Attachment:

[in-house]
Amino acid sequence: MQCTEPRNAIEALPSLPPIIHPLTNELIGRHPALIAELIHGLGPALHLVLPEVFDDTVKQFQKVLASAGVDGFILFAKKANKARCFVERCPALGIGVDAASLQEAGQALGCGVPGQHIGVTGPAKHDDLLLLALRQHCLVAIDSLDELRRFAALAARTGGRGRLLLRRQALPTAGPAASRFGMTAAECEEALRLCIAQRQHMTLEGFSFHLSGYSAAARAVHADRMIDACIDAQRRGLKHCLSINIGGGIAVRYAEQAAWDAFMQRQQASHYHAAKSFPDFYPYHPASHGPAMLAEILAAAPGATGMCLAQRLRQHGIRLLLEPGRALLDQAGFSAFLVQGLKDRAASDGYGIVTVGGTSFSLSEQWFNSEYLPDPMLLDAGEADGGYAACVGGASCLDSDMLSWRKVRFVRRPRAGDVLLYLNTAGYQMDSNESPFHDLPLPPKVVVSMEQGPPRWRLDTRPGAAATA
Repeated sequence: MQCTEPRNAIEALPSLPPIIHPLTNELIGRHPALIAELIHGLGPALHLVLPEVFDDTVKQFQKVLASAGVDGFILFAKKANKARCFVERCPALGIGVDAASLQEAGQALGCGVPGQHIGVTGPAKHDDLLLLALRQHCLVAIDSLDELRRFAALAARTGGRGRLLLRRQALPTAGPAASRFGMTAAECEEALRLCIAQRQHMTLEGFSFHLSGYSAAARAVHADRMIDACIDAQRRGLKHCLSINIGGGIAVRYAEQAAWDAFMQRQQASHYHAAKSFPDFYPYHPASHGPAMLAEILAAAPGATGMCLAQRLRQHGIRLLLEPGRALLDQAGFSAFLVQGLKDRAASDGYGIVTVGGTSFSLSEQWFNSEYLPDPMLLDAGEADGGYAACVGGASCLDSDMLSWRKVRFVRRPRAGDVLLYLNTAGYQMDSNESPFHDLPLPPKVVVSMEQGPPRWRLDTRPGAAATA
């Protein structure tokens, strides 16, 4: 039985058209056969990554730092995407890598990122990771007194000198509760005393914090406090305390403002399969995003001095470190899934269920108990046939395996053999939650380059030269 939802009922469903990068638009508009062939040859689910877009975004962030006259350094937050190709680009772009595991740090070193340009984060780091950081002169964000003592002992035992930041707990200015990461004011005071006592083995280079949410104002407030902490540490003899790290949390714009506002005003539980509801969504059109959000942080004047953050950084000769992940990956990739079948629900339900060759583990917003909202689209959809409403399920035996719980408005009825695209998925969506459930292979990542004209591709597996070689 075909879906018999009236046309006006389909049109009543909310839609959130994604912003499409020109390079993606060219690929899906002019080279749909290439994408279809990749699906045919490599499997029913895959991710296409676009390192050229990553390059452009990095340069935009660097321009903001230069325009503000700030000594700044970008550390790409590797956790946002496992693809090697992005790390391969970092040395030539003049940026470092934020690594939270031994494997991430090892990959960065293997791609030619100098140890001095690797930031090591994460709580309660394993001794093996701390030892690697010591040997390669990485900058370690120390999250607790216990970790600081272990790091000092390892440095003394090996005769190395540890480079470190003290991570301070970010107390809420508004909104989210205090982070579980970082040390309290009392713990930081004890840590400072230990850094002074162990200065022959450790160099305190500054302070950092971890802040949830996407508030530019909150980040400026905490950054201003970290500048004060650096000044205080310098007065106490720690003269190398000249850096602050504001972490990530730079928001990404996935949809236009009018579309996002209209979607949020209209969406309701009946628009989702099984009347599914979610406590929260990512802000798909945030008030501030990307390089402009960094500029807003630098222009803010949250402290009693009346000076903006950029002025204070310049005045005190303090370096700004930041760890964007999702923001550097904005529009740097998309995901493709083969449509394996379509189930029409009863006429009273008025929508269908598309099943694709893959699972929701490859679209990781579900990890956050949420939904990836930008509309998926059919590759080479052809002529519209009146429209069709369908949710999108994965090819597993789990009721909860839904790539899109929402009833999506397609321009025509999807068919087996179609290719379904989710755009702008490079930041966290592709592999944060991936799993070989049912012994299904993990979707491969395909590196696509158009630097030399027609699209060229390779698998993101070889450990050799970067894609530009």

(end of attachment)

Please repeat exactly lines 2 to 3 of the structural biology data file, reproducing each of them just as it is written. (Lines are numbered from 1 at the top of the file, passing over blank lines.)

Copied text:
Amino acid sequence: MQCTEPRNAIEALPSLPPIIHPLTNELIGRHPALIAELIHGLGPALHLVLPEVFDDTVKQFQKVLASAGVDGFILFAKKANKARCFVERCPALGIGVDAASLQEAGQALGCGVPGQHIGVTGPAKHDDLLLLALRQHCLVAIDSLDELRRFAALAARTGGRGRLLLRRQALPTAGPAASRFGMTAAECEEALRLCIAQRQHMTLEGFSFHLSGYSAAARAVHADRMIDACIDAQRRGLKHCLSINIGGGIAVRYAEQAAWDAFMQRQQASHYHAAKSFPDFYPYHPASHGPAMLAEILAAAPGATGMCLAQRLRQHGIRLLLEPGRALLDQAGFSAFLVQGLKDRAASDGYGIVTVGGTSFSLSEQWFNSEYLPDPMLLDAGEADGGYAACVGGASCLDSDMLSWRKVRFVRRPRAGDVLLYLNTAGYQMDSNESPFHDLPLPPKVVVSMEQGPPRWRLDTRPGAAATA
Repeated sequence: MQCTEPRNAIEALPSLPPIIHPLTNELIGRHPALIAELIHGLGPALHLVLPEVFDDTVKQFQKVLASAGVDGFILFAKKANKARCFVERCPALGIGVDAASLQEAGQALGCGVPGQHIGVTGPAKHDDLLLLALRQHCLVAIDSLDELRRFAALAARTGGRGRLLLRRQALPTAGPAASRFGMTAAECEEALRLCIAQRQHMTLEGFSFHLSGYSAAARAVHADRMIDACIDAQRRGLKHCLSINIGGGIAVRYAEQAAWDAFMQRQQASHYHAAKSFPDFYPYHPASHGPAMLAEILAAAPGATGMCLAQRLRQHGIRLLLEPGRALLDQAGFSAFLVQGLKDRAASDGYGIVTVGGTSFSLSEQWFNSEYLPDPMLLDAGEADGGYAACVGGASCLDSDMLSWRKVRFVRRPRAGDVLLYLNTAGYQMDSNESPFHDLPLPPKVVVSMEQGPPRWRLDTRPGAAATA